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Layer weight regularizers

Regularizers allow you to apply penalties on layer parameters or layer activity during optimization. These penalties are summed into the loss function that the network optimizes.

Regularization penalties are applied on a per-layer basis. The exact API will depend on the layer, but many layers (e.g. Dense, Conv1D, Conv2D and Conv3D) have a unified API.

These layers expose 3 keyword arguments:

  • kernel_regularizer: Regularizer to apply a penalty on the layer's kernel
  • bias_regularizer: Regularizer to apply a penalty on the layer's bias
  • activity_regularizer: Regularizer to apply a penalty on the layer's output
from tensorflow.keras import layers
from tensorflow.keras import regularizers

layer = layers.Dense(
    units=64,
    kernel_regularizer=regularizers.l1_l2(l1=1e-5, l2=1e-4),
    bias_regularizer=regularizers.l2(1e-4),
    activity_regularizer=regularizers.l2(1e-5)
)

The value returned by the activity_regularizer object gets divided by the input batch size so that the relative weighting between the weight regularizers and the activity regularizers does not change with the batch size.

You can access a layer's regularization penalties by calling layer.losses after calling the layer on inputs:

layer = tf.keras.layers.Dense(5, kernel_initializer='ones',
                              kernel_regularizer=tf.keras.regularizers.l1(0.01),
                              activity_regularizer=tf.keras.regularizers.l2(0.01))
tensor = tf.ones(shape=(5, 5)) * 2.0
out = layer(tensor)
# The kernel regularization term is 0.25
# The activity regularization term (after dividing by the batch size) is 5
print(tf.math.reduce_sum(layer.losses))  # 5.25 (= 5 + 0.25)

Available regularizers

The following built-in regularizers are available as part of the tf.keras.regularizers module:

L1 class

tf.keras.regularizers.l1(l1=0.01, **kwargs)

A regularizer that applies a L1 regularization penalty.

The L1 regularization penalty is computed as: loss = l1 * reduce_sum(abs(x))

L1 may be passed to a layer as a string identifier:

>>> dense = tf.keras.layers.Dense(3, kernel_regularizer='l1')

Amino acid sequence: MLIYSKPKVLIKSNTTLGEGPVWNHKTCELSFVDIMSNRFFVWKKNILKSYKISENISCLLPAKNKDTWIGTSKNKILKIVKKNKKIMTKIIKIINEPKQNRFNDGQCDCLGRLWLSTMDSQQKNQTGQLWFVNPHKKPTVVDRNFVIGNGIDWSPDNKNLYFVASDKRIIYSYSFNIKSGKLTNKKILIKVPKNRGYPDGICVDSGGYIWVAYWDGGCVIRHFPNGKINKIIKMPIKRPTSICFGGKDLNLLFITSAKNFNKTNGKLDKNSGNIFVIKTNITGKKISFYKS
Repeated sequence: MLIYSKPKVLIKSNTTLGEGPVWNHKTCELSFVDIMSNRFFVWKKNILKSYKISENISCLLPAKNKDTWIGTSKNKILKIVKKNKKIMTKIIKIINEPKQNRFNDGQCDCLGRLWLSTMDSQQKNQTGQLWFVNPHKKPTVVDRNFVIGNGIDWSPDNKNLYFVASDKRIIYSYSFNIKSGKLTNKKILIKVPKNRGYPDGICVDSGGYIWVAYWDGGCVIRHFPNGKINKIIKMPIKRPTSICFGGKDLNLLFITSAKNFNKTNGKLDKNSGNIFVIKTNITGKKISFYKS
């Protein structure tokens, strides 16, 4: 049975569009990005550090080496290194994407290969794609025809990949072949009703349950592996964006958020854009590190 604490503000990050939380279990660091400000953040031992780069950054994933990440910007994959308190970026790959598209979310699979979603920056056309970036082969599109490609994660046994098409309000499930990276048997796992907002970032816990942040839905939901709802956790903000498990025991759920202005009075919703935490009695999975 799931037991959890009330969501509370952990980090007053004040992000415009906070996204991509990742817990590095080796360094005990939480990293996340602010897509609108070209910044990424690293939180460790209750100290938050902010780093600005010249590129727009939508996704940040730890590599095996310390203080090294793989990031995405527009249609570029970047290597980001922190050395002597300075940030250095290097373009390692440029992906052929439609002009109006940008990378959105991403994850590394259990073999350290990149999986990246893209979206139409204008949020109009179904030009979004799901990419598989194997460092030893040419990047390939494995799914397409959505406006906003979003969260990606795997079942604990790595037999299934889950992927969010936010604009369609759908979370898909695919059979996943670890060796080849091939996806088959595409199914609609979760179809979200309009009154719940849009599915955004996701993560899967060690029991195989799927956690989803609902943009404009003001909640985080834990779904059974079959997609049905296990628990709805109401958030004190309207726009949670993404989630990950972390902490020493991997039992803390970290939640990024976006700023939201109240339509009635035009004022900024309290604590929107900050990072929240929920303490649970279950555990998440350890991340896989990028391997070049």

In this case, the default value used is l1=0.01.

Attributes

  • l1: Float; L1 regularization factor.

L2 class

tf.keras.regularizers.l2(l2=0.01, **kwargs)

A regularizer that applies a L2 regularization penalty.

The L2 regularization penalty is computed as: loss = l2 * reduce_sum(square(x))

L2 may be passed to a layer as a string identifier:

>>> dense = tf.keras.layers.Dense(3, kernel_regularizer='l2')

In this case, the default value used is l2=0.01.

Attributes

  • l2: Float; L2 regularization factor.

l1_l2 function

tf.keras.regularizers.l1_l2(l1=0.01, l2=0.01)

Create a regularizer that applies both L1 and L2 penalties.

The L1 regularization penalty is computed as: loss = l1 * reduce_sum(abs(x))

The L2 regularization penalty is computed as: loss = l2 * reduce_sum(square(x))

Arguments

  • l1: Float; L1 regularization factor.
  • l2: Float; L2 regularization factor.

Returns

An L1L2 Regularizer with the given regularization factors.


Creating custom regularizers

Simple callables

A weight regularizer can be any callable that takes as input a weight tensor (e.g. the kernel of a Conv2D layer), and returns a scalar loss. Like this:

def my_regularizer(x):
    return 1e-3 * tf.reduce_sum(tf.square(x))

Regularizer subclasses

If you need to configure your regularizer via various arguments (e.g. l1 and l2 arguments in l1_l2), you should implement it as a subclass of tf.keras.regularizers.Regularizer.

Here's a simple example:

class MyRegularizer(regularizers.Regularizer):

    def __init__(self, strength):
        self.strength = strength

    def __call__(self, x):
        return self.strength * tf.reduce_sum(tf.square(x))

Optionally, you can also implement the method get_config and the class method from_config in order to support serialization -- just like with any Keras object. Example:

class MyRegularizer(regularizers.Regularizer):

    def __init__(self, strength):
        self.strength = strength

    def __call__(self, x):
        return self.strength * tf.reduce_sum(tf.square(x))

    def get_config(self):
        return {'strength': self.strength}